Federalists, those who were in favor of a strong federal government, were in debates with Anti-Federalists, those who opposed the ideas of the Constitution. They believed the Constitution weakened the states too much, had no Bill of Rights, and thought the President could easily become a king. Delaware was the first state to ratify, with Pennsylvania, New Jersey, Georgia, and Connecticut quickly following. Massachusetts ratified, but still had a strong opposition, and only a major campaign by Constitution supporters won the ratification of the state. Maryland and South Carolina had ratified, which made 8 state ratification.
The March Revolution, a nationalist movement, began mainly because of the want for a constitution. Prussia’s leader, Frederick William IV, was afraid of giving them a constitution because he was weak. He was a bad leader since Prussia’s success was only because of the work of administrators in the government, and they were the ones favoring a constitution. The March Revolution had some success because in response to the revolts, Frederick William IV allowed a Prussian assembly to be created. The ones elected wanted to unite with Germany to challenge Russia.
On the other hand, the anti-federalists stood for the status quo, but were at a disadvantage due to lack of information about the documents of the Constitution. They believed that the Constitution would result in an aristocratic tyranny and demanded for the inclusion of a Bill of
Our first Constitution was not the one we live by today, but the Articles of Confederation. This constitution was made with its sole purpose to ensure that the national government would never again have as many powers over the people as Great Britain had over them. Power was given
“The president 's power is felt all over the world.” No nation is so remote from the U.S. that they can avoid the repercussions of American diplomacy. The president can abuse their powers and it will affect the U.S as well as other countries that associate with us. “The formal powers as listed in the Constitution say little about a modern president 's real power.” Modern presidents have way more power than was is listed in the constitution, they do not have to follow the guidelines completely like past presidents would have had to. Informal powers are granted to the president now, in order to “better the country.” The president is capable of hurting other countries with his powers and modern presidents have a lot of powers that are not specifically given in the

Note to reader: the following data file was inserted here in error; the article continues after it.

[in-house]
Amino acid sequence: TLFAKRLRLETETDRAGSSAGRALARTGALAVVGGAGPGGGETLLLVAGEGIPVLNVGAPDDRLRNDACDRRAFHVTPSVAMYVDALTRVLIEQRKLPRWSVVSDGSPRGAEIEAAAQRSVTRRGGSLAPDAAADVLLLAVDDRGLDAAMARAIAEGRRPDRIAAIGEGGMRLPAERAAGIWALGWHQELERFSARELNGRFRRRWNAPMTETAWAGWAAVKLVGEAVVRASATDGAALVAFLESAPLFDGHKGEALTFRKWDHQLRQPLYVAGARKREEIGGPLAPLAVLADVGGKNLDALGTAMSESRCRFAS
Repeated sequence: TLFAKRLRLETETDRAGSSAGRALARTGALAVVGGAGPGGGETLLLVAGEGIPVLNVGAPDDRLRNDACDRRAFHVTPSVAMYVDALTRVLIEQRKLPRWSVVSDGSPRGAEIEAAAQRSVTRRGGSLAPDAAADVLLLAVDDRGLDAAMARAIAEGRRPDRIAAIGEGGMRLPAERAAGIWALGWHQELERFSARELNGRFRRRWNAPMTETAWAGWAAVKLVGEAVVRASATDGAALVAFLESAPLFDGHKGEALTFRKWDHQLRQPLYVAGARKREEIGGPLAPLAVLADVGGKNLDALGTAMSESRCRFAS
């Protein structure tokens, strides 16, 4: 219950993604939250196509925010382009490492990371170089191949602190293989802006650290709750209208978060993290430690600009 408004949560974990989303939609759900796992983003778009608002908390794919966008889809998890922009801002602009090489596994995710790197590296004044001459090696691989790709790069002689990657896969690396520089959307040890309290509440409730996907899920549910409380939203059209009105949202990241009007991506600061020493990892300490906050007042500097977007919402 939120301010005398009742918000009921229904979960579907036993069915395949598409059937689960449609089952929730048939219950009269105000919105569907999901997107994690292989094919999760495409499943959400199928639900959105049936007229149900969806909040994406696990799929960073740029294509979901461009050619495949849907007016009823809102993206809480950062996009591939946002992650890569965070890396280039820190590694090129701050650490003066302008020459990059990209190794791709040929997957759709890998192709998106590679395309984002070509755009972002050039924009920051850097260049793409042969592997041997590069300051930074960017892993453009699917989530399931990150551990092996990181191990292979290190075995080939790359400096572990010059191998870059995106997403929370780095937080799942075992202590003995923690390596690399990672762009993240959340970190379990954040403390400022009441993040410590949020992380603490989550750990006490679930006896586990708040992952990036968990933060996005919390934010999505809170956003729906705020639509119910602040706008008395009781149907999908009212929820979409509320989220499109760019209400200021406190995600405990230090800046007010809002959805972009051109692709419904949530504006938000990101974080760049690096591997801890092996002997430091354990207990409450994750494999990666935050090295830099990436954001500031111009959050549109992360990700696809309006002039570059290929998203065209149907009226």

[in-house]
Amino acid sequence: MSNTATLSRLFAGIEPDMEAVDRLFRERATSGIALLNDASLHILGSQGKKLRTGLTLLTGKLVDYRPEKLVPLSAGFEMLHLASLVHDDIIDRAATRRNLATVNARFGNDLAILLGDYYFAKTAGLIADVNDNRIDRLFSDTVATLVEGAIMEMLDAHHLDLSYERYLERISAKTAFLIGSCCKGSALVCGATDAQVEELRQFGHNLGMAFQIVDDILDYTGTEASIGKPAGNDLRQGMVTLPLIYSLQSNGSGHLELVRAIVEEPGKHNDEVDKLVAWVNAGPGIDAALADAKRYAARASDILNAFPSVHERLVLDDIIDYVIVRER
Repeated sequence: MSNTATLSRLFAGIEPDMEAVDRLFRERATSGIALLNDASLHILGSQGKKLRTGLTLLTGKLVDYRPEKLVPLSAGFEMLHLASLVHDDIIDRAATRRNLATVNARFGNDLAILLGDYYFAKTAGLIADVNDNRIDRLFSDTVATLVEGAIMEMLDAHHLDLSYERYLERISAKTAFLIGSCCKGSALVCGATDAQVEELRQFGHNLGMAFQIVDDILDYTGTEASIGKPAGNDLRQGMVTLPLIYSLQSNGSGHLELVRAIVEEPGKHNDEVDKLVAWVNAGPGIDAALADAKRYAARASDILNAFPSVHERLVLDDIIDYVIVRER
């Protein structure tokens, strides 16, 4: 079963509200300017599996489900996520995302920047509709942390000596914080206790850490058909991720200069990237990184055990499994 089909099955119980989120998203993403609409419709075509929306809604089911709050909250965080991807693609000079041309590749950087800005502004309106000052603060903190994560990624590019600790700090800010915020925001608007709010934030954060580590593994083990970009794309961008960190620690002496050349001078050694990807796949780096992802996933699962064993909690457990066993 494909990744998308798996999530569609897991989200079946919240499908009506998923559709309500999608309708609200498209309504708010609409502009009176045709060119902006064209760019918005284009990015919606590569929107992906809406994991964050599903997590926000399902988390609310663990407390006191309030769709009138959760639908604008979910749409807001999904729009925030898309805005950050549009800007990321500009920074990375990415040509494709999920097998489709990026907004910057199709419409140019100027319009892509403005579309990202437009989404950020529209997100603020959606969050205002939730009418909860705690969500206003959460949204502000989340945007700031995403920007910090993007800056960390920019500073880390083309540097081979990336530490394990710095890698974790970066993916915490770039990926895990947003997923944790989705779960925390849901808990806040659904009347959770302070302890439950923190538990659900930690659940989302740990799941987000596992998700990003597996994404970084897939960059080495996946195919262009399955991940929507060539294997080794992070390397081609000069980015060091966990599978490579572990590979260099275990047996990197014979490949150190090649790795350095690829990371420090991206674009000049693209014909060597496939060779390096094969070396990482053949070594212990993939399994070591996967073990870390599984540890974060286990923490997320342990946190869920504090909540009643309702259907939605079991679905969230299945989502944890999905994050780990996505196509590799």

He thought that the government would be given too much power. His thoughts on the injustices in the Constitution greatly influenced the making of the Bill of Rights. At the time, Federalists argued that the Constitution didn’t need a bill of rights, due to the fact that the people and states kept any powers not given to the federal government, but Anti-Federalists said that a bill of rights was necessary to safeguard individual liberty. So when the Bill of Rights was made it listed prohibitions on governmental power and the rights that were granted to people. When the Bill of Rights was adopted into the Constitution it was became the fundamental rights of all citizens in 1791.
The United States of America declared its independence from England because the king was abusing his powers like a tyrant. For example, the king set taxes without consent, unfair laws, and set soldiers in times of peace. According to James Madison, “The accumulation of all powers...in the same hands whether at one, a few, or many is the very definition of tyranny.” In 1781, the United States’ first constitution, the Articles of Confederation, was approved. The Articles of Confederation gave most of the power to the states but unfortunately failed because there was no leader, no court system, and no power to tax. Because of this, a new constitution had to be made.
The Articles of the Confederation was the first government constitution that the United States used, and, although there were strength like the Northwest Ordinance of 1787, there were major weaknesses of the Articles of the Confederation like the following: requiring 9 out of the 13 colonial votes from the representatives from different states to pass a law; having no executive and judicial branch; and the federal government being unable to impose tax revenue onto the states. Such flaws would eventually lead to the Constitution and the repeal of the articles, for the Constitution was a measure to fix the problems of the articles with a stronger government that allowed them to impose taxes and and implement new laws for a more effective government.
The opposing viewpoints of the Federalists and the Anti-Federalists created lengthy debates on how the newly found country would run the government and what rules would be considered the supreme law of the land. The anti-federalists thought the government held too much power and wanted the inclusion of the Bill of Rights (Young, slide 30). Patrick Henry, one of the most ardent anti-federalist, advocated extensively for the inclusion of the bill of rights (Young, “Found Fathers…”). Henry constantly voiced his discontent with the constitution and questioned aloud why the inclusion of the Bill of Rights were not added. As the delegate of Virginia, he led the people of Virginia to reject the ratification of the constitution and promised them that by his efforts and their rejection that the Bill of Rights would be included (Young, “Found Fathers…”).